Koraput tribal women rise above the rest, save traditional rice variety from extinctionWritten By Prativa Ghosh | Published on Nov 16, 2022, 15:33 IST | 1668592990736Kala Jeera rice cultivation and its marketing through an e-commerce platform bring better income and social status to women farmers, while also ensuring storage of good quality seeds for future needsKoraput, Odisha: Odisha’s near-extinct Kala Jeera rice is making a comeback, thanks to the tribal women who are cultivating and marketing it to the outside world from Machhara village in Koraput district with the help of MS Swaminathan Research Foundation (MSSRF), Jeypore, and Odisha Rural Development and Marketing Society (ORMAS).
A traditional variety with a distinct aroma and nutty taste, Kala Jeera rice grains resemble cumin seeds. It has medicinal properties that help increase haemoglobin levels.
Researchers had warned that Kala Jeera rice would gradually vanish in 12 years, but the village women brought about the much-needed change. In fact, Kala Jeera seeds sowed by them also reaped them the fruits of financial freedom.
Eight years on, over 100 women farmers in Machhara and nearby villages are involved in Kala Jeera rice production. They have formed a collective — Sabari Producer Group — which not only cultivates the rice, but also collects, processes, brands and sells the rice on e-commerce platform Amazon.
Apart from Machhara, the group purchases Kala Jeera from farmers in over 10 nearby villages, including Mandia, Bajra, Suan, Dangarrani, Sukriguda, Bodapadar, Podeiguda and Mendhaguda.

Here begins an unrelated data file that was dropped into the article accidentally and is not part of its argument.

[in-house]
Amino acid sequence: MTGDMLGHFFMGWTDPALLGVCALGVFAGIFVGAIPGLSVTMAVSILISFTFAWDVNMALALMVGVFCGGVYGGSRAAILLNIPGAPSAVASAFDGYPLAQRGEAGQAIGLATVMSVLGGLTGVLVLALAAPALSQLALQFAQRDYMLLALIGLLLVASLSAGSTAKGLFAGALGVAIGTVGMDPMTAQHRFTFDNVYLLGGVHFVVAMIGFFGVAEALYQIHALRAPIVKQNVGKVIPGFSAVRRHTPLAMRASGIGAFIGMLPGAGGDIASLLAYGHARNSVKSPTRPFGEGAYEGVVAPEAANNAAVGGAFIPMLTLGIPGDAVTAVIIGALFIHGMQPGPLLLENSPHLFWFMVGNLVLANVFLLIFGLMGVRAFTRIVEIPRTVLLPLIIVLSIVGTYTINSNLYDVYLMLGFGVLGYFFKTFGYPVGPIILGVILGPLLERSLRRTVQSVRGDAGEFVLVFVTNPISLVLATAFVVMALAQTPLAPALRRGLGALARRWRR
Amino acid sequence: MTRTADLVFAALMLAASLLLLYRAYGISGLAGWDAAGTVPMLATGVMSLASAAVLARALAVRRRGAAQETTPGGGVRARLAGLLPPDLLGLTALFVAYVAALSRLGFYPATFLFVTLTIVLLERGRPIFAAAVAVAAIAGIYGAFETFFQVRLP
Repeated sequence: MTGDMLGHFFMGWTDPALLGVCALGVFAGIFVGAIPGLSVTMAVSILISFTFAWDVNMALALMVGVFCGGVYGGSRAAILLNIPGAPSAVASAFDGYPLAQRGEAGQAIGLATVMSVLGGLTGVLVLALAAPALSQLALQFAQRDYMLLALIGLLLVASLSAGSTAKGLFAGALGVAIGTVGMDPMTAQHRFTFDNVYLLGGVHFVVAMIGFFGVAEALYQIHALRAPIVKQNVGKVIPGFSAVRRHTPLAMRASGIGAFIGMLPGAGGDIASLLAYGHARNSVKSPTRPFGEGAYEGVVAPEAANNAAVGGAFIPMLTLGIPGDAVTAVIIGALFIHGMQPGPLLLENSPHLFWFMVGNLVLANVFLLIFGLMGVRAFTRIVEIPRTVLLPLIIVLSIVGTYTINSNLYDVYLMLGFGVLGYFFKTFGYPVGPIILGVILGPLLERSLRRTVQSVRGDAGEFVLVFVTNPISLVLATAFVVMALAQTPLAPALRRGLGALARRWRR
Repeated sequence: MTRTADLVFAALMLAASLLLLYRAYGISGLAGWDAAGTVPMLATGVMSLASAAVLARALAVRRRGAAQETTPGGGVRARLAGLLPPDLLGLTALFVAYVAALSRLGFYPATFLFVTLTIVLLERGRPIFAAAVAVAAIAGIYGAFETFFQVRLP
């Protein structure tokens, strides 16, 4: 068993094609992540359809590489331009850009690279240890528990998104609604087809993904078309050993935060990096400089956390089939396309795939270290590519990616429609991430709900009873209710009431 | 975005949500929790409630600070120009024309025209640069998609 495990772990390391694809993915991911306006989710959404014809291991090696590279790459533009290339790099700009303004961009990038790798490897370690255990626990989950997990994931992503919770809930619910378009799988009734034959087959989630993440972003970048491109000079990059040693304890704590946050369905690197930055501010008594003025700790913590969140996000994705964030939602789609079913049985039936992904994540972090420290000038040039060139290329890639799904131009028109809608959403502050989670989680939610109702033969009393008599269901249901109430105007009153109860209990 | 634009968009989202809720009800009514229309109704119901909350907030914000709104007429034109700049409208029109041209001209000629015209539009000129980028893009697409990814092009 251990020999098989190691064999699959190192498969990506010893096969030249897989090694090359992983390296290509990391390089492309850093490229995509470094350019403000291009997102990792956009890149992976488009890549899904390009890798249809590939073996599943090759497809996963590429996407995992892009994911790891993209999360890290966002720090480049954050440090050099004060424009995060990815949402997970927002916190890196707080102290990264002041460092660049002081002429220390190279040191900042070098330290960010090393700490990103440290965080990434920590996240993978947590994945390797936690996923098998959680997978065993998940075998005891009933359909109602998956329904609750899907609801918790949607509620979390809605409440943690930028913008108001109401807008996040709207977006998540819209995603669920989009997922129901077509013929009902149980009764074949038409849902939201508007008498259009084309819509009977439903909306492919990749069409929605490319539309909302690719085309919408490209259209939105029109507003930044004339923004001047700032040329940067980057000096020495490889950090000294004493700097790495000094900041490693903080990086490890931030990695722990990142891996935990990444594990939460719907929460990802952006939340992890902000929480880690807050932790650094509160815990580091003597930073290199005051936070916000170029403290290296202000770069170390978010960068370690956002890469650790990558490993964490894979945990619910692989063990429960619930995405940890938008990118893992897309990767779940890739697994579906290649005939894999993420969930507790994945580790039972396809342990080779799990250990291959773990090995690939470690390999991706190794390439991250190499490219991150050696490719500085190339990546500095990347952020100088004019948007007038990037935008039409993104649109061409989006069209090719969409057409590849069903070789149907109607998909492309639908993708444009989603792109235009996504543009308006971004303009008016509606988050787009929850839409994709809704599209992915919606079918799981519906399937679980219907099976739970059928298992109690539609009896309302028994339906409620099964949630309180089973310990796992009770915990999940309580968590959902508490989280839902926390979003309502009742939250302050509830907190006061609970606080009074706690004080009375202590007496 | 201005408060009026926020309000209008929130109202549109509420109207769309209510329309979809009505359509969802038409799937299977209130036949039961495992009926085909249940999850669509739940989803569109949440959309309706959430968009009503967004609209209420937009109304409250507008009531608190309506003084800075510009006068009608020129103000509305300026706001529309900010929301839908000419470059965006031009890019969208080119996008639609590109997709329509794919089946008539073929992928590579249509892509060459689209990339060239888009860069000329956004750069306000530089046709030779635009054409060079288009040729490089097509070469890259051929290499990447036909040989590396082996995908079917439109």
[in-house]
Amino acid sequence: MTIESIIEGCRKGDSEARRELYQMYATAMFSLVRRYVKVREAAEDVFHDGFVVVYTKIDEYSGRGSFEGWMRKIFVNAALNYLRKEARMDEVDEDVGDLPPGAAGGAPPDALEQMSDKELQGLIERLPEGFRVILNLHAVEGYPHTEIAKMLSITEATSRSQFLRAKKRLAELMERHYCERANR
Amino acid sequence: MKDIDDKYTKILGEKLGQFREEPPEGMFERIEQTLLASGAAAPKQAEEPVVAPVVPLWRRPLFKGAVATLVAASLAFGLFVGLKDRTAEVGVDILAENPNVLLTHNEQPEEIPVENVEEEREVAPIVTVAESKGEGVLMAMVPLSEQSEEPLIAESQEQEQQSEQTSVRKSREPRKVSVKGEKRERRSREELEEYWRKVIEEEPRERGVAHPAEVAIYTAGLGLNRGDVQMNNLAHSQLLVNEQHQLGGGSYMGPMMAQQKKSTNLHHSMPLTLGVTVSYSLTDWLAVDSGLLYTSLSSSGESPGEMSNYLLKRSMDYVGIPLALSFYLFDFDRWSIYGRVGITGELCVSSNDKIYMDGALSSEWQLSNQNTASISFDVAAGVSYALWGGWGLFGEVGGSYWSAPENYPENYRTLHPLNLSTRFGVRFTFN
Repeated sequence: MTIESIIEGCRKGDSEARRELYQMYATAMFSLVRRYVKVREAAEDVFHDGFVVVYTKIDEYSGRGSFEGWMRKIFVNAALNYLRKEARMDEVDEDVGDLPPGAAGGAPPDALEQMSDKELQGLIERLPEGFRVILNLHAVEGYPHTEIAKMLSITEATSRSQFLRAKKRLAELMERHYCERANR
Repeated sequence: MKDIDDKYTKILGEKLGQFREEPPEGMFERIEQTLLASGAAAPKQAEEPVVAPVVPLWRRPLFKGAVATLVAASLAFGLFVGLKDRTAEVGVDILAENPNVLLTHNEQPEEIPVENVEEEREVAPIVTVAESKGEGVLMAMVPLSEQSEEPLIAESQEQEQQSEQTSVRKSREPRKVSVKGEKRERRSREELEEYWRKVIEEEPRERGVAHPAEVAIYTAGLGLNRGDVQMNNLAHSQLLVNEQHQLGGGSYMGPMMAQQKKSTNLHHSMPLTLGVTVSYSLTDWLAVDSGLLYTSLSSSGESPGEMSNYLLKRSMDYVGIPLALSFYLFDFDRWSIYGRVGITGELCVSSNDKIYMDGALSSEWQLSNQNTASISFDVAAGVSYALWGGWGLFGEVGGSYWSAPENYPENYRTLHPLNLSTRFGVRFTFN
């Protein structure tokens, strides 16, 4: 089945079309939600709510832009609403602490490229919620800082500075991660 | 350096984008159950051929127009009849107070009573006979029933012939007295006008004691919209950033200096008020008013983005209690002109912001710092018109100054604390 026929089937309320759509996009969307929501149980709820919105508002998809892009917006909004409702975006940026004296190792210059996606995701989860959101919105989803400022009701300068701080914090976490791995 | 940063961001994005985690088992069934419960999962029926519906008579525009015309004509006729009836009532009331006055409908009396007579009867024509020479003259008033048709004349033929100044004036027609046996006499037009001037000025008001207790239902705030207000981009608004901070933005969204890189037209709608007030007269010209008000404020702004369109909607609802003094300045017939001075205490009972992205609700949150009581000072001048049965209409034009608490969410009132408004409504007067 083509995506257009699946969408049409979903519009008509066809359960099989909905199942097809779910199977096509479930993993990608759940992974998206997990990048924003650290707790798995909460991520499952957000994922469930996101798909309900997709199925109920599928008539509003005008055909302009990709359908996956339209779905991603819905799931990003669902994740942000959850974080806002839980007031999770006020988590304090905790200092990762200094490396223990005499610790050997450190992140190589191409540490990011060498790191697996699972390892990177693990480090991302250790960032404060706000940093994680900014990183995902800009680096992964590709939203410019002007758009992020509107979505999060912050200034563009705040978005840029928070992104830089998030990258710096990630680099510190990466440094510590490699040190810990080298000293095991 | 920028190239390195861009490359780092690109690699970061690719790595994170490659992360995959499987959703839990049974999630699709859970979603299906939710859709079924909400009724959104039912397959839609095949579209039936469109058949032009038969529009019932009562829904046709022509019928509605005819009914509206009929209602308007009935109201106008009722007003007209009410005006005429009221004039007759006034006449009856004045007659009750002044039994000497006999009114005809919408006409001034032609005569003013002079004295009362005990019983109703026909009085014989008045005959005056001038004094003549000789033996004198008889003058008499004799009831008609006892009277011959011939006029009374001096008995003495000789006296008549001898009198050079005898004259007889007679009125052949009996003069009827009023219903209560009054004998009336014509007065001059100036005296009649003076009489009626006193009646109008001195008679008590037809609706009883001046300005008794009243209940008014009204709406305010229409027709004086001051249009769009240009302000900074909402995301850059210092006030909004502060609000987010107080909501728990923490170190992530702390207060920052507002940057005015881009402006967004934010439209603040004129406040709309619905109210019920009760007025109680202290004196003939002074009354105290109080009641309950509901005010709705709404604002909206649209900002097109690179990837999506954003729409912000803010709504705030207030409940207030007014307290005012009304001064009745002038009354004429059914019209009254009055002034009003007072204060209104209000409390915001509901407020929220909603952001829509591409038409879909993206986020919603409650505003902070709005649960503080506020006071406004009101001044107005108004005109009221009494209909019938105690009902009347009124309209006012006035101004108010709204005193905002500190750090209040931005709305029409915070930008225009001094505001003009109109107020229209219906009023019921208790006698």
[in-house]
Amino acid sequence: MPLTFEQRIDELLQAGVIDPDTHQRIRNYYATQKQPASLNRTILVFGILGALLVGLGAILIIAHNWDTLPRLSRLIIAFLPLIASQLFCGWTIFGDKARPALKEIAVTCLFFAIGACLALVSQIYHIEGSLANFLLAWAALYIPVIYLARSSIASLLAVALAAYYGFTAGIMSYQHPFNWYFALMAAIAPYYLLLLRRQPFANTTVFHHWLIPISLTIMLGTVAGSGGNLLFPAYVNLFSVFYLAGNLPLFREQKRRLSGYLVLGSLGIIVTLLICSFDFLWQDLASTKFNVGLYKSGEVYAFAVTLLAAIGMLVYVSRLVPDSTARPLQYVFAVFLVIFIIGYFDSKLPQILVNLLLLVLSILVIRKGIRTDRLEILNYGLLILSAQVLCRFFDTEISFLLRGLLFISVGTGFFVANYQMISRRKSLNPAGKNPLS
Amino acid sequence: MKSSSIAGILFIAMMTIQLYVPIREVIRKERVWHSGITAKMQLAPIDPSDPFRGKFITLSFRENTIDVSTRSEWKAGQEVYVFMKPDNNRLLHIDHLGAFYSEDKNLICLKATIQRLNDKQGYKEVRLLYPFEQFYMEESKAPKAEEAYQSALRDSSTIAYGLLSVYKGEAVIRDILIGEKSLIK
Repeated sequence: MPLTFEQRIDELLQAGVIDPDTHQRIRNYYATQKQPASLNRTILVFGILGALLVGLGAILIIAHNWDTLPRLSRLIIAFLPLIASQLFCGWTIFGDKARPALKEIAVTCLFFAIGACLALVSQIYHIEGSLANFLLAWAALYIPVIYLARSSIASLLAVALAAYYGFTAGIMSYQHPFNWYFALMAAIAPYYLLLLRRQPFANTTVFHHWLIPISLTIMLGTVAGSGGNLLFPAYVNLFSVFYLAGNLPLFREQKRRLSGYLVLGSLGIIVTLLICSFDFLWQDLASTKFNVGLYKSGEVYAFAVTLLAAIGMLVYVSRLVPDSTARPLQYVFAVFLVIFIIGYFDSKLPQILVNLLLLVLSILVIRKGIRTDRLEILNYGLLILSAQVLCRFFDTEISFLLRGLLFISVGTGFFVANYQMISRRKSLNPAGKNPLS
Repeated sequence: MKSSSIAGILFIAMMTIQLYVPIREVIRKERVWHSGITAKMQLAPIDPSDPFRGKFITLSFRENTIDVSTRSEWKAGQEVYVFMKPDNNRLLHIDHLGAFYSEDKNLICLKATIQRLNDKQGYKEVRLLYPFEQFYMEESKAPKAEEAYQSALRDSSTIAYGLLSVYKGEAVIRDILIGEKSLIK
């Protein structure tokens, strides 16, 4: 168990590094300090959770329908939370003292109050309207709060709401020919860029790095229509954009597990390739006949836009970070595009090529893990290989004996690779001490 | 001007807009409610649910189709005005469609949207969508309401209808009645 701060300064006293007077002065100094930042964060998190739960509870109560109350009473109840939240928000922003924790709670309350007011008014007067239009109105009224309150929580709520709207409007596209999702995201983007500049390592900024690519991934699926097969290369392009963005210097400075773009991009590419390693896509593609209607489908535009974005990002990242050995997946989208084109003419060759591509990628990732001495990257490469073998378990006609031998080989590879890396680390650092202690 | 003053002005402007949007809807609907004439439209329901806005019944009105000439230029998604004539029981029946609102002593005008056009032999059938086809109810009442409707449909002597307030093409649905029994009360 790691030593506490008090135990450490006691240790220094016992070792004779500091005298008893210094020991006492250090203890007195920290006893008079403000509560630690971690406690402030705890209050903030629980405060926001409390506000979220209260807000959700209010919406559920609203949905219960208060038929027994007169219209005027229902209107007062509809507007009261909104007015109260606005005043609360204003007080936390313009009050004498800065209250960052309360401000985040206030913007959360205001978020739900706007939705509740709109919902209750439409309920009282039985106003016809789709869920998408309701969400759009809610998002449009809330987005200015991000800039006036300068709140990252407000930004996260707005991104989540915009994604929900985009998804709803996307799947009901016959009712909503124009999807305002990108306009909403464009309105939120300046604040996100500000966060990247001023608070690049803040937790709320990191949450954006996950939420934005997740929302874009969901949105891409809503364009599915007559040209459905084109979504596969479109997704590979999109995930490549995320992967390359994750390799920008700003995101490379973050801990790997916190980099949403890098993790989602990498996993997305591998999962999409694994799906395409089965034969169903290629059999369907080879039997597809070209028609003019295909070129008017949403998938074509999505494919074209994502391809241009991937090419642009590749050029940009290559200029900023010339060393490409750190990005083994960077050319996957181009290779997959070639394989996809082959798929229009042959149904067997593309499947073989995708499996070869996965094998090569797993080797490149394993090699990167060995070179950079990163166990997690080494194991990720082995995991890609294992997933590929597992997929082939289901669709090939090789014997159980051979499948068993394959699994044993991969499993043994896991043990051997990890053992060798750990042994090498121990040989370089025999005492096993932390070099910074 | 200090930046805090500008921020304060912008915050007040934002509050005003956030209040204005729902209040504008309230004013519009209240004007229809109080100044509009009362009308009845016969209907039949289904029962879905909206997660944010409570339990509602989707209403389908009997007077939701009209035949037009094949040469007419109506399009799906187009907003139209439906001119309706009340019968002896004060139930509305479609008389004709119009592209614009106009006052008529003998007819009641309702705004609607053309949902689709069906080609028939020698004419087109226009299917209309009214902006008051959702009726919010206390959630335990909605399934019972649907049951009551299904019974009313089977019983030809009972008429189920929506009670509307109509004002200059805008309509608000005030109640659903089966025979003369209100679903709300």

“Most people in our village belong to Poraja, Godaba and Bhumiyan communities. Traditionally, we cultivate rice to feed our families. We also worked under the MGNREGA scheme. Even then, we could barely manage to keep ourselves alive,” Machhara-based Chitta Chendia, who now has three acres under Kala Jeera rice cultivation, tells 101Reporters.
She says adopting Kala Jeera variety has enhanced her source of income as it is priced at Rs 25 to 30 per kg in the market against the Rs 15 of a basic paddy variety. “If you cultivate basic paddy on three acres, you get Rs 50,000 to 70,000 per harvest cycle (once a year); for Kala Jeera rice covering the same area, you get around Rs 2 lakh per cycle,” she elaborates, adding how she earns enough to send children to school now.
According to Daimati Chendy, not everyone was involved in farming Kala Jeera initially. But on realising the demand for the product in Amazon, many women joined the initiative. From just 30, the number of cultivators has grown to over 100 in the last eight years. “Even landless women now take up cultivation in plots on lease,” Chendy says.
Sita Jani of Machhara expanded her Kala Jeera cultivation by getting another plot on lease, apart from utilising her small piece of land. Seeds are available easily and at affordable prices, and there is no struggle to sell the produce either, she says.
“Due to our successful enterprise, the women of our village are seen differently now. We got opportunities to visit big cities and talk to people as equals. Even men respect us more and want to help us so that we can bring in more money home,” says Haribola Sukia.
Initial days of struggle
A senior scientist at Watershed Support Services and Activities Network (WASSAN), Sushant Choudhary remembers how difficult it was in the initial days of the project to convince farmers to cultivate Kala Jeera commercially.
“Koraput is a part of the poverty-stricken Kalahandi-Balangir-Koraput (KPK) region, where women cultivated mandi, kangu, suan and some rice for their basic needs. Yet, they were finding it difficult to meet their daily food requirements,” says Choudhary, who has been working for Kala Jeera conservation since 2010.